Antique silver is real silver that has had a corrosion agent applied to it. Antique gold is a real gold that has also had a corrosion agent applied to it. And the same applies to antique bronze. The visual difference between antique bronze and antique gold is very slight, and even some coin makers can't tell the difference. However, some designs can bring out a significant visual difference in the two finishes since bronze is a little more reddish than the gold.

 

Polished and antique gold plating from many makers is 18K to 24K gold, and polished and antique silver varies in a range of .912 to .999 real. In some cases, there are still a few makers out there that call their fake finishes gold and silver. In the case of eBay, it is mostly trying to fit the name in the title, a lack of knowledge, or an attempt at marketing.

 

The plating on logo coins is so thin that the cost of gold and silver plating is very slight. Most of the cost difference in the finishes is due to the labor involved to get the finish buffed/brushed to specs. Usually antique finishes cost more because they involve extra steps in production above what polished requires.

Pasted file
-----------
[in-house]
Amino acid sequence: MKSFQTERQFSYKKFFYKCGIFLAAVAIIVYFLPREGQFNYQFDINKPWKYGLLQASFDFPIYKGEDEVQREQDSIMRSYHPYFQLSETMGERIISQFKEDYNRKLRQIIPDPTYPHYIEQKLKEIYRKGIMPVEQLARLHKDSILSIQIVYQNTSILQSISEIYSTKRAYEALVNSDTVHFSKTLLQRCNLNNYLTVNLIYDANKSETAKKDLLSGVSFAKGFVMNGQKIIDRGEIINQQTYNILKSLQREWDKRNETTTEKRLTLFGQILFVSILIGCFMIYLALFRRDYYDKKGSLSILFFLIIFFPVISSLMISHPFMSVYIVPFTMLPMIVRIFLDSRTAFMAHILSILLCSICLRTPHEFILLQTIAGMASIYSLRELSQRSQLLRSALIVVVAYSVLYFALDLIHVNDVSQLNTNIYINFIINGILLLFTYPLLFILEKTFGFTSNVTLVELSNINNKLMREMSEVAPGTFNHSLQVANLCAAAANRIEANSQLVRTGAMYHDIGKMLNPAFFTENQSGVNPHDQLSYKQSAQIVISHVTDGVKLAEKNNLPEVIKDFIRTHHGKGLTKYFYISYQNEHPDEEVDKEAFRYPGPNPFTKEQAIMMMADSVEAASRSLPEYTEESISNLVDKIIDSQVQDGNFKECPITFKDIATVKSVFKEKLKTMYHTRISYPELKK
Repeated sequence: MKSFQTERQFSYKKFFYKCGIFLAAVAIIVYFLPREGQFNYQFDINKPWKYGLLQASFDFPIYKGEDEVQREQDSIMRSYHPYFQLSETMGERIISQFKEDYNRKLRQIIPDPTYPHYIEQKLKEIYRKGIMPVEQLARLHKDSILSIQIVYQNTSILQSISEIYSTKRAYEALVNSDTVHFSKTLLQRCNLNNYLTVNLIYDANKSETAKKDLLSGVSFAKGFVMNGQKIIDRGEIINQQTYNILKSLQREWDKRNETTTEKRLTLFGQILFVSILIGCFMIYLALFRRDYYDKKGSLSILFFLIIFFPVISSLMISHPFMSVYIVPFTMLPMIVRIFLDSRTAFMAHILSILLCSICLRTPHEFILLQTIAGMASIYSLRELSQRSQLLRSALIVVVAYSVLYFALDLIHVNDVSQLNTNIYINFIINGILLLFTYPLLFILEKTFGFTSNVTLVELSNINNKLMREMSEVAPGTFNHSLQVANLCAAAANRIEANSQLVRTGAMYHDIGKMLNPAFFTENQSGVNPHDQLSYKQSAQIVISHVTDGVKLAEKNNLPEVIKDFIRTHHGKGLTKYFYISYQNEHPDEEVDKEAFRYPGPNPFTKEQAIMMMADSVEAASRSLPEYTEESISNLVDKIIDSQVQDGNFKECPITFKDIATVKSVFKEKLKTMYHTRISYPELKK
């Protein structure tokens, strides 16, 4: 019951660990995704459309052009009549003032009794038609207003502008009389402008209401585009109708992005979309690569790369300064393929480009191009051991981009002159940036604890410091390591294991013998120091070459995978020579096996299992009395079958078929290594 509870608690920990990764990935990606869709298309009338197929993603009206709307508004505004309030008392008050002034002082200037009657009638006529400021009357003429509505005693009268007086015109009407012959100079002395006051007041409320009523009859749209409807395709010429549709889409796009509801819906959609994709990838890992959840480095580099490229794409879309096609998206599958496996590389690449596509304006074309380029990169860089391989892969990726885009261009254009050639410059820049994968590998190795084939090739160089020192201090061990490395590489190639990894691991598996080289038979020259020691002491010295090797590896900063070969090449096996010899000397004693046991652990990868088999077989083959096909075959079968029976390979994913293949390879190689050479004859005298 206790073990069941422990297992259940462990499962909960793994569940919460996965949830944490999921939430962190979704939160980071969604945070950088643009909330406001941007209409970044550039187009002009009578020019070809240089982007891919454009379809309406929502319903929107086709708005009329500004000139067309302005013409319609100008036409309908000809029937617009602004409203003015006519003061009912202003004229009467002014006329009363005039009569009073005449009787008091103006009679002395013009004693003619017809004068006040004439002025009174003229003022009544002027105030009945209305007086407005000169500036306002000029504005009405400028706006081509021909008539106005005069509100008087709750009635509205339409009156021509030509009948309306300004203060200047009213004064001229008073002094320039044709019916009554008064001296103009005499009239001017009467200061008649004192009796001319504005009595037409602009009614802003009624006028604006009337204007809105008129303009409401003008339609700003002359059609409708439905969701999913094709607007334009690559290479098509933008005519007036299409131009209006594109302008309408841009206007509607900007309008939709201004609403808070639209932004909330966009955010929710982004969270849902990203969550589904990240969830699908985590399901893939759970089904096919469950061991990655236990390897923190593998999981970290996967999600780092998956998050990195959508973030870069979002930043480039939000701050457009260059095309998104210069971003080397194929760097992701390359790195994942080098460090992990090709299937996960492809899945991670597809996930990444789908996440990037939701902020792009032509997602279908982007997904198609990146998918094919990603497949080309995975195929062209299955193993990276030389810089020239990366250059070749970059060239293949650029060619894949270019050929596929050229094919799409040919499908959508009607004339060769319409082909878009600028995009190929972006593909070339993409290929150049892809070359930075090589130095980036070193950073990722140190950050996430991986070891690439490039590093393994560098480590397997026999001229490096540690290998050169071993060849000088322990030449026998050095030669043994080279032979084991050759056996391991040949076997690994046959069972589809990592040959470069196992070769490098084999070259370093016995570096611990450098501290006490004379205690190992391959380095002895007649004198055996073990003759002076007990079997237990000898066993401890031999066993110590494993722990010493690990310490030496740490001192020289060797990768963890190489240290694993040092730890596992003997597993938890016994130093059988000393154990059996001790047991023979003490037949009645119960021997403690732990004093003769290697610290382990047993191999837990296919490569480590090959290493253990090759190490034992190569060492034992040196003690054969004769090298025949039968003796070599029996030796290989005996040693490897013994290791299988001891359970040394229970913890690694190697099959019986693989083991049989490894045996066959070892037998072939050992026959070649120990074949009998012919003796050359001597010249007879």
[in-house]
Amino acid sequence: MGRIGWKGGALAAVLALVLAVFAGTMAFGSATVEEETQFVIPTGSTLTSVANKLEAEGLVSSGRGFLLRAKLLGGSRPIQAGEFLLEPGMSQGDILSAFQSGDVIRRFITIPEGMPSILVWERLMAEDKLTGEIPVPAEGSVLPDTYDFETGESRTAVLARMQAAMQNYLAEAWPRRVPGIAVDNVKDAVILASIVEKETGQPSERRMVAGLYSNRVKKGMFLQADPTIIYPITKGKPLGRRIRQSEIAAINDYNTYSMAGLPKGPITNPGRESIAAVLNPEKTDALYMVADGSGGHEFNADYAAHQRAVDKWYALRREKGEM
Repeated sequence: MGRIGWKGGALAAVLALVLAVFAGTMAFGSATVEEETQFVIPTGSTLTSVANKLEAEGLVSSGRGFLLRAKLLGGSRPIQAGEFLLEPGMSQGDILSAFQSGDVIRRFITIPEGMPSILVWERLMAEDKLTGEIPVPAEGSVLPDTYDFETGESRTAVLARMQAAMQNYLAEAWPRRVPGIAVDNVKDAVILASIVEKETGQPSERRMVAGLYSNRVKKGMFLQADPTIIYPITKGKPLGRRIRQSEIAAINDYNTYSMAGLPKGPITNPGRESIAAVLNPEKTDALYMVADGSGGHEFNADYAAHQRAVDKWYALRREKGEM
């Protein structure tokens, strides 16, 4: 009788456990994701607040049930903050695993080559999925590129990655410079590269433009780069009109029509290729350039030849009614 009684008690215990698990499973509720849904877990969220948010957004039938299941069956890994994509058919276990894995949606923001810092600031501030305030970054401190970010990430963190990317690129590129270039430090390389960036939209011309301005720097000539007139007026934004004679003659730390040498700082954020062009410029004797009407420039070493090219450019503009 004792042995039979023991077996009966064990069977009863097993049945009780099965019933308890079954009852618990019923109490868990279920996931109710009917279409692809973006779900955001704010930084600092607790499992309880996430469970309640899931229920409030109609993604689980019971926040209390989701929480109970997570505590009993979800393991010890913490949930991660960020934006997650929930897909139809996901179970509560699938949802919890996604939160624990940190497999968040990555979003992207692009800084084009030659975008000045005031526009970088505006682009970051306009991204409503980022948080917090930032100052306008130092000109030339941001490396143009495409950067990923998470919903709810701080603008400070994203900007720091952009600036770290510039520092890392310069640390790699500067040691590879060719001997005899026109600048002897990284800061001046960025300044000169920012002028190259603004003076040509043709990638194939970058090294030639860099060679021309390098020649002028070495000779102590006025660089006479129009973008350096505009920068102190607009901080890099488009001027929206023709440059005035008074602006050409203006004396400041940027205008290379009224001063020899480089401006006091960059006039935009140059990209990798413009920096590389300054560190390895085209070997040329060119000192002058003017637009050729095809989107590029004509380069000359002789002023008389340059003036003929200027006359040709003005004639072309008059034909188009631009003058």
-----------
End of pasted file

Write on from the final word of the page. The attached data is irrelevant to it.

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Well

 

there are lot of anwsers, and i thank you all.

 

So if I understand clearly, the coins are made of a base metal leage and treated with a metal finish, that in the case of gold, silver, antique gold, antique silver, include those precious metals (gold and silver) in thin platings.

 

Then this makes all the sense:

 

"Quote Coins&Pins"

[in some cases, there are still a few makers out there that call their fake finishes gold and silver]

 

"Quote Bhob"

[Maybe better (more accurate) words would be "golden" and "silvery" or even "imitation gold/silver]

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Sorry, error posting.

Edited by wutzebear